>((cout writeln 2)  writeln 3)

PRINC and WRITE output without line feed

   write works the same as writeln, but does not pass to a new line:

>(nil progn (cout writeln 1)  (cout write 2)  (cout write 3))

  Function princ it is possible to output except atoms and lists and other data types, for example the strings represented by signs, quoted with both sides ("). Output in such form allows reading procedure (read) again to read the output expression in the sort logically identical to the initial. Thus, the string is output together with delimiters:

>(cout  princ "a b c")
"a b c"

  More pleasant sort from the point of view of the user can be received by means of function write. It outputs objects in the same sort as well as princ, but will transform some data types to more simple form. Such output expressions cannot be read (read) and to receive the expressions logically identical to the output. Function write we can print out string without inverted commas limiting it and special signs without their selection:

>(cout  write "a b c")
a b c ; printing without inverted commas

  By means of function write it is possible, naturally to print out and brackets:

>(nil progn (cout write "(((")
  (cout princ 'bulb)
  (cout write ")))"))

  Output function returns value of a stream.

TERPRI transfers line

  Output of expressions and signs is often desirable for dividing into some lines. Line carrying over can be carried out function writeln which automatically transfers line after output, or directly for this purpose intended function terpri (terminate printing). Function terpri does not have arguments and as value it returns a stream:

>(nil progn (cout princ 'a)
  (cout terpri)
  (cout writeln 'b)
  (cout princ 'c))
STREAM:Stdout ; value

  The method writeln can be defined with the help terpri and write as follows:

>('stream defmethod writeln (x)
  (this write x)
  (this terpri))
(lambda (x) (this write x)  (this terpri))

Usage of files

  Input and output in an operating time with a Lisp basically is carried out through the display and the keyboard. Files are used, as a rule, only for storage of programs in an interval between sessions. However sometimes there is a necessity of operation with files from the program.
  Input and output are carried out irrespective of a configuration of peripherals through streams. Streams represent special tanks of data from which it is possible to read (input stream) or to which it is possible to write (an output stream) signs or binary information. The system has some standard streams which are values of global variables. Most important of them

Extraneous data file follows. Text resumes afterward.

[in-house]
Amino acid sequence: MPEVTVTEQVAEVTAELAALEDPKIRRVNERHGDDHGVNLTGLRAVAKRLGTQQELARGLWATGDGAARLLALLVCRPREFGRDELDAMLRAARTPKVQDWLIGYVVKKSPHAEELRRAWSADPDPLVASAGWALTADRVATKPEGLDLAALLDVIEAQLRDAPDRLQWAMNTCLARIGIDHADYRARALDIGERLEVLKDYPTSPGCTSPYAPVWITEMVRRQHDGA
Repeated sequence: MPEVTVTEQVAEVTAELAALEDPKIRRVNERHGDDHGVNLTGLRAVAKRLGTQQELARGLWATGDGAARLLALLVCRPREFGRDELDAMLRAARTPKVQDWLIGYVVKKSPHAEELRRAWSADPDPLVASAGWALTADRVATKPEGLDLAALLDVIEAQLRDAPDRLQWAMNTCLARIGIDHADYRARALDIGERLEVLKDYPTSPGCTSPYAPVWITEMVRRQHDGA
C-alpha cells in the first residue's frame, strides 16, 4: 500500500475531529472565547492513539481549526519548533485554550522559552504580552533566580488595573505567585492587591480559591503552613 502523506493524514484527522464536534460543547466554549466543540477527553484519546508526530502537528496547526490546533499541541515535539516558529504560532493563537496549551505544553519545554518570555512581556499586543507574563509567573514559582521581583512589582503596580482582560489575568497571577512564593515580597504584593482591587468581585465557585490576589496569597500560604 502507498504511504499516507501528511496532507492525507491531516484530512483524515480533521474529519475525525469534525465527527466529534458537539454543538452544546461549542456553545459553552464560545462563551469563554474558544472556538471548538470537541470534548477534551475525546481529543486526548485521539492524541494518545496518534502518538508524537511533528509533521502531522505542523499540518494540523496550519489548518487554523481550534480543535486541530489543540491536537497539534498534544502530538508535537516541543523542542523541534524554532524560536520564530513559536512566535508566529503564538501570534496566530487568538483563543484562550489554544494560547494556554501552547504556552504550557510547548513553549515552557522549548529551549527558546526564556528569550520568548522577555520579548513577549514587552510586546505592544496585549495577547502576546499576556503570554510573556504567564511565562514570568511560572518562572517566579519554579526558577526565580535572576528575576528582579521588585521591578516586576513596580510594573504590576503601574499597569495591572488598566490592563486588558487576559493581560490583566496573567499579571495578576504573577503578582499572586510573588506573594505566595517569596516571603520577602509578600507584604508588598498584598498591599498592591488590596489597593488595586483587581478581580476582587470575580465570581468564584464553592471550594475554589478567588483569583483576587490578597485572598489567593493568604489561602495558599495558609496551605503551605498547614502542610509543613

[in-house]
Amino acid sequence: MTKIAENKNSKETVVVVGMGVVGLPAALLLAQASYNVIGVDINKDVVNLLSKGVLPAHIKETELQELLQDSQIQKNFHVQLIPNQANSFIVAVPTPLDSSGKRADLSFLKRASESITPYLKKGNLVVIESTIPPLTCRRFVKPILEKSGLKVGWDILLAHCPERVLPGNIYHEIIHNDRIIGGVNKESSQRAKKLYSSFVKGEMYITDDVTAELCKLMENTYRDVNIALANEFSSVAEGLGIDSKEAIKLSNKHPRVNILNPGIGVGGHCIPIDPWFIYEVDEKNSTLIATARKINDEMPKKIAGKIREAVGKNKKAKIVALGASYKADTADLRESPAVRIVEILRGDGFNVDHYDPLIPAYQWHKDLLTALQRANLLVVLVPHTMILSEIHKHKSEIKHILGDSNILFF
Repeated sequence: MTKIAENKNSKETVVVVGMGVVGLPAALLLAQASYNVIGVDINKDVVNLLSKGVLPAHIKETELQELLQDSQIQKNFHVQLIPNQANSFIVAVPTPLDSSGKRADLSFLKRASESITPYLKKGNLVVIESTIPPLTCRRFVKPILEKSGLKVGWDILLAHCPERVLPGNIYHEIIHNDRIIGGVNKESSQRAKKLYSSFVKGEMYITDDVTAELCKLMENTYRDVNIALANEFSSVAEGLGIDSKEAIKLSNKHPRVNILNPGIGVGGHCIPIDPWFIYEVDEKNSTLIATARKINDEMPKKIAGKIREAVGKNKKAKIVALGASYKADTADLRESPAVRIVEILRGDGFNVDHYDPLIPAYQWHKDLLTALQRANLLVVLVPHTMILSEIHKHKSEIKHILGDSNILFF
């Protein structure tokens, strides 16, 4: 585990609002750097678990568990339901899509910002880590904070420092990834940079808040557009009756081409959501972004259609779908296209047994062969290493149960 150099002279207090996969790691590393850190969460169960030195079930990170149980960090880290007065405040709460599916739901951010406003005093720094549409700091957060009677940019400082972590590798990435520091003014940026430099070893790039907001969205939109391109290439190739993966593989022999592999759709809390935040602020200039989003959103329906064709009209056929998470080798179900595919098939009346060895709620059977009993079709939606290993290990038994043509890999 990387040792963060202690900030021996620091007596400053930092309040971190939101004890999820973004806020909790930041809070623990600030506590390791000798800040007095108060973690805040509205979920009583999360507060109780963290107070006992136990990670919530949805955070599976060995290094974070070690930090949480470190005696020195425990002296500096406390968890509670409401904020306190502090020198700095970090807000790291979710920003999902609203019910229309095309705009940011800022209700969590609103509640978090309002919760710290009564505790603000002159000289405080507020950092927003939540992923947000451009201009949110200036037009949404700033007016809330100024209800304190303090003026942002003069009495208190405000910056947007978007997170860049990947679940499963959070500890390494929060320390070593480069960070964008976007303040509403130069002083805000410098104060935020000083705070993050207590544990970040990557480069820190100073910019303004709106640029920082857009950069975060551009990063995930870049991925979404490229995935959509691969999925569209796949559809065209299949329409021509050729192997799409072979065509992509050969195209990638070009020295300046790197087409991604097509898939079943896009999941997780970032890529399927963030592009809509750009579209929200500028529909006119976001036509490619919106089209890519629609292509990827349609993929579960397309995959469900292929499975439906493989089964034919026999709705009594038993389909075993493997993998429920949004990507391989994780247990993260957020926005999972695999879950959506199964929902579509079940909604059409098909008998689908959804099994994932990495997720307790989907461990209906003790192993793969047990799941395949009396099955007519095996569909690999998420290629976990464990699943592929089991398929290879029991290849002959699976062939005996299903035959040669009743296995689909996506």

cin and

  These environment variables define for input functions (read-line, etc.) and accordingly for output functions (prinx, terpri, etc.) files by default which in the session beginning the display or the customer provided terminal are. In this case there is no necessity for the initial declaration of an input stream for function read-line or a stream of output for output functions.
  If we wish to exchange data with any new file at first it needs to be opened depending on its usage for reading or for record. open directive can have many parametres.

  (file-name open {parameter})

  Following keys can be value of parametre:

inTo open a stream for input
outTo open a stream for an output

  For example, the following call opens a stream for output in a file test.lisp2d:

("test.lisp2d" open 'out)

  The stream object received as a result of call open , it is possible to assign for following usage of any variable:

(nil  setq  stream
  ("test.lisp2d"  open  'in 'out  'trunc))

  This call assigns a variable stream the double-sided stream linked to a new file "test.lisp2d".
  All earlier examined functions of input and output can be used and with file instructions, setting a stream corresponding to a file. For example, the following call princ writes expression in a new file "test.lisp2d", and call read reads this expression:

>(stream  princ '(in  a file  "test.lisp2d"))
>(stream  seekr 0)
>(nil setq  x (stream read))
(in a file  test.lisp2d)

  That the data written in a file were saved, it is necessary not to forget to close a file close directive:

  (stream close)

LOAD loads definitions

  In practice the writing of programs is carried out by filing of definitions of the functions given and other objects by means of the editor available in a program environment. After that for check of definitions call the interpreter of a Lisp which can read the expressions written in a file by load directive:

  (file-name load)

  Readable expressions are calculated as if they would be entered by the user. After loading it is possible to use functions, values of variables, values of properties and other definitions.
  For operation with files the considerable quantity of possibilities, including renaming and deleting of files contains except described above resources.